Few Iowa wildflowers are more “showy” than the trumpet vine. Pictures of this gardener’s favorite are after the jump, along with a video of a man performing the late Kate Wolf’s lovely song “Trumpet Vine.”
I’ve also included a bonus wildflower that is native to Europe but now widespread in North America: apple mint. UPDATE: Or possibly spearmint (see clarification below).
This is an open thread; all topics welcome.
I had no idea until recently that the trumpet vine, also known as the trumpet creeper, was a wildflower native to most of the United States. From the Lady Bird Johnson Wildflower Center at the University of Texas:
Native to eastern North America as far north as New York and Ontario, this vine is often cultivated for its attractive, reddish orange flowers and can escape cultivation, sometimes colonizing so densely it seems a nuisance, particularly in the southeast, where its invasive qualities have earned it the names Hellvine and Devils Shoestring. Its rapid colonization by suckers and layering makes it useful for erosion control, however, and its magnificent flowers never fail to attract Ruby-throated Hummingbirds within its range. Adapted to eastern forests, Trumpet creeper grows tall with support. It climbs by means of aerial rootlets, which, like English Ivy, can damage wood, stone, and brick. To keep it in check, plant it near concrete or an area that you can mow; mowing down the suckers will discourage them. Fairly drought tolerant within its range. Blooms most in full sun.
I found a big patch of trumpet vine near a Polk County bike trail. It’s thriving despite this summer’s terrible drought.
Sylvan Runkel and Alvin Bull write in Wildflowers of Iowa Woodlands,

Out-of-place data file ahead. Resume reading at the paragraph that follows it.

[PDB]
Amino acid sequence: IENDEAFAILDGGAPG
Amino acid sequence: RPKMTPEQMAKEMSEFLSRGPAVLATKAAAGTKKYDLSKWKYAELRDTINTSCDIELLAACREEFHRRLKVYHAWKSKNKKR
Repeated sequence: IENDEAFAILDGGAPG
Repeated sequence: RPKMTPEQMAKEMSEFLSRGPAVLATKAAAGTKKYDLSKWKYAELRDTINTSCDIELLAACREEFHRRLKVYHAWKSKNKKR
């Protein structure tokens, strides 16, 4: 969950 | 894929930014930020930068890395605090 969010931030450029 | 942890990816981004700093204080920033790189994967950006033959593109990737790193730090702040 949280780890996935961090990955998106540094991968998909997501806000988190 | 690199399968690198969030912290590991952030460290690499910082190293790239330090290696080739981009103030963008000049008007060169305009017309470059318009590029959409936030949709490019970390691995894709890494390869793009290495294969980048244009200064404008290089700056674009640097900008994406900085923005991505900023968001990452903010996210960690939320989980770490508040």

When the famous James Audubon painted the ruby-throated hummingbirds, he showed them hovering near flowers of the trumpet vine.
Some people are allergic to this species and develop a rash somewhat like that of poison ivy from contact.
Here’s a closer look at the flowers.
I’m a big fan of the American folk singer/songwriter Kate Wolf. Lots of people have covered her song inspired by the trumpet vine. This was my favorite version of the ones I’ve heard on YouTube.
This week’s not-quite-Iowa-wildflower is apple mint, a plant that originated in Europe but grows wild across most of Iowa and the U.S. Like catnip, which has also nativized throughout Iowa, it is in the mint family.
I didn’t recognize this plant when I found a large patch blooming in an open field a few weeks ago. The minty smell was strong as I approached to get a better look at the small flowers. The leaves and stems resemble catnip, but the spiky-looking stamens protruding from the flowers look more like apple mint. If I have wrongly identified this plant, I hope some Bleeding Heartland reader will correct me.
UPDATE: Based on stems that do not look hairy in these photos, US Wildflowers blogger Gerry Williamson thinks this might be spearmint rather than apple mint. I will get back to this patch within the next few days to look more closely at the stems.
SECOND UPDATE: Found the patch again. The stems are not hairy. At this point I am assuming it’s spearmint.
Many insects were happily buzzing around the blooms. Some kind of wasp (I think) is in the foreground of this photo.